At the day and time of the scheduled chat the designated moderator will begin the chat. If it’s your first time attending a chat, watch to see how people enter their responses to the posed questions. The image below shows an example of a common approach where participants respond to the moderator’s question (ex. Q1) with their answer in the format: Q1 and then continue to type an answer in 140 characters or less. Make sure to include the group’s hashtag in your response. People follow hashtags and that is how your comment will be seen by the intended audience.

Click on the photo below to view a larger/clearer image.

Twitter Chat Archive

Click here to view the #medlibs chat schedule

Here are two sites with a list of librarian hashtags:
There’s a Twitter Chat for That

Top Twitter Hashtags for Librarians

Happy tweeting!

What We’re Reading: May Edition

Here are a few interesting things we’ve been reading in the last few weeks:

Job Opportunity at NTC

Assistant Director, National Library of Medicine Training Center

The Spencer S. Eccles Health Sciences Library at the University of Utah seeks an imaginative team leader with progressive ideas to lead the National Library of Medicine Training Center (NTC). The Assistant Director reports directly to the Associate Director of the NN/LM MidContinental Region. The Assistant Director plans and implements the activity of the NTC; supervises NTC professional and support staff; and, in conjunction with National Library of Medicine staff, coordinates the activities of the NTC with other components of the NN/LM program, in order to support the effective use of NLM information products and services.  With the NTC team, the Assistant Director assures compliance with all elements of the Statement of Work that is part of the contract with the National Library of Medicine and develops and implements a strategic program plan for the NTC, including the appropriate assessment and evaluation of instruction. The individual in this position prepares an annual budget and supervises the timely delivery of class reports, quarterly reports, annual reports, and evaluation reports. The Assistant Director conducts online and in-person training classes throughout the United States on PubMed, TOXNET and other topics related to training and NLM resources and coordinates NCBI training. The NTC web site, social media plan, and national and regional class registration system falls under the Assistant Director’s supervision.  Responsibilities also include monitoring new developments related to NLM products and services and monitoring, disseminating and incorporating new information and trends related to distance learning, adult learning and instruction. Position is a full-time, non-tenure track faculty position.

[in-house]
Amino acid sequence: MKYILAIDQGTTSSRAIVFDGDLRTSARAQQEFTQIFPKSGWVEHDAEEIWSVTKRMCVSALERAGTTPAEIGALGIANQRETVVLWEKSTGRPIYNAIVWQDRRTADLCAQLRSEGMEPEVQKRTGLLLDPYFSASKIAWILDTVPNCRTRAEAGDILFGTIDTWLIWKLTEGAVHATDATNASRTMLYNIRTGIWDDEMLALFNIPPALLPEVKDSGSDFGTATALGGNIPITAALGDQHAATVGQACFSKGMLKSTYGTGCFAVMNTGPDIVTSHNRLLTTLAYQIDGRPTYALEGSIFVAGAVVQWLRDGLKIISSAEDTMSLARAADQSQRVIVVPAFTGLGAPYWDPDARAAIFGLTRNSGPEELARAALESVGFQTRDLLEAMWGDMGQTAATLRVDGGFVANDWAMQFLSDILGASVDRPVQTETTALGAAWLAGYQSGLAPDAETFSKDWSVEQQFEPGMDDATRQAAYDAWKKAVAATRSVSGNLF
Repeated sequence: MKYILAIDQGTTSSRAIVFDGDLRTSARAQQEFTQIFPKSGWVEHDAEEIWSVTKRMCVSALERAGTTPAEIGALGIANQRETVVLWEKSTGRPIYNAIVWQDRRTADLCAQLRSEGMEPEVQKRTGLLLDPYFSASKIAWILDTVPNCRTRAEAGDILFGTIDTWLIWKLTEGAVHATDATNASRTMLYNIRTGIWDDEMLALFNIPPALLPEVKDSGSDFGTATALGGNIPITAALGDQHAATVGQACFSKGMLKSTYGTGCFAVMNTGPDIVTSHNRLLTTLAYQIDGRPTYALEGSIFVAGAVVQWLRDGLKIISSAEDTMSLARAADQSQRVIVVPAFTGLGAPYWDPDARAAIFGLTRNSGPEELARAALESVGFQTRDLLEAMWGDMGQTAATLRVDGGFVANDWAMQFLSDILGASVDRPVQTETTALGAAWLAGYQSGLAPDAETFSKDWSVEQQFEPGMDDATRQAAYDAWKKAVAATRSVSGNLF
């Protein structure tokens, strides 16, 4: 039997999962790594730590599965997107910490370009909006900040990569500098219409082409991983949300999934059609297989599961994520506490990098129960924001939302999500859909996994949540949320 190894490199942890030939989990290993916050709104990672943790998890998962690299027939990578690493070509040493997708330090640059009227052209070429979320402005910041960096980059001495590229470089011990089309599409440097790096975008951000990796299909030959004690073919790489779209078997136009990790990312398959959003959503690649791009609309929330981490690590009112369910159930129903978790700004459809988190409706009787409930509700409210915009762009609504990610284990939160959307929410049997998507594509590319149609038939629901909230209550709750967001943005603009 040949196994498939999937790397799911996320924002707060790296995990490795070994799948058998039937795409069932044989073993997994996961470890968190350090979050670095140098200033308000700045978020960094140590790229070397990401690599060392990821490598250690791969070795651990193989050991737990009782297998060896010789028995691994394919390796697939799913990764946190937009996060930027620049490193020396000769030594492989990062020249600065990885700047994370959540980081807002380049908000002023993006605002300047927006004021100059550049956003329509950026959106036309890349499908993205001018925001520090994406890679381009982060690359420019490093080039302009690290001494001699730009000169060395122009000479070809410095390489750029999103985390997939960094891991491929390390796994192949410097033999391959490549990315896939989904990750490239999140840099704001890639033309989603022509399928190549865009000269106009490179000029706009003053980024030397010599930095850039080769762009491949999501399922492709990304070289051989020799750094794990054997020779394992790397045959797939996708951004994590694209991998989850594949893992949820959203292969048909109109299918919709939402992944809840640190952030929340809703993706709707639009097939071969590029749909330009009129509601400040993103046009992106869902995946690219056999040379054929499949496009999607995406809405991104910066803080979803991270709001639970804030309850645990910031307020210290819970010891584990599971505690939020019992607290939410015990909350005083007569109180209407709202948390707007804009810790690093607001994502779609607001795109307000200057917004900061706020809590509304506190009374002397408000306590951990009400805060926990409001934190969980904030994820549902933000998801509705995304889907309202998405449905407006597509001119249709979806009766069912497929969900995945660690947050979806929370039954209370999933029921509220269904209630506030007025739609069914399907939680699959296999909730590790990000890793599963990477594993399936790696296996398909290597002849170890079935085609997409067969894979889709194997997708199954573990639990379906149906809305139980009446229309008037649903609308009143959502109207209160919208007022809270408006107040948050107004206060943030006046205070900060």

For more information on duties, qualifications, etc. please view our job listing <http://utah.peopleadmin.com/postings/40608 >

Affirmative Action Statement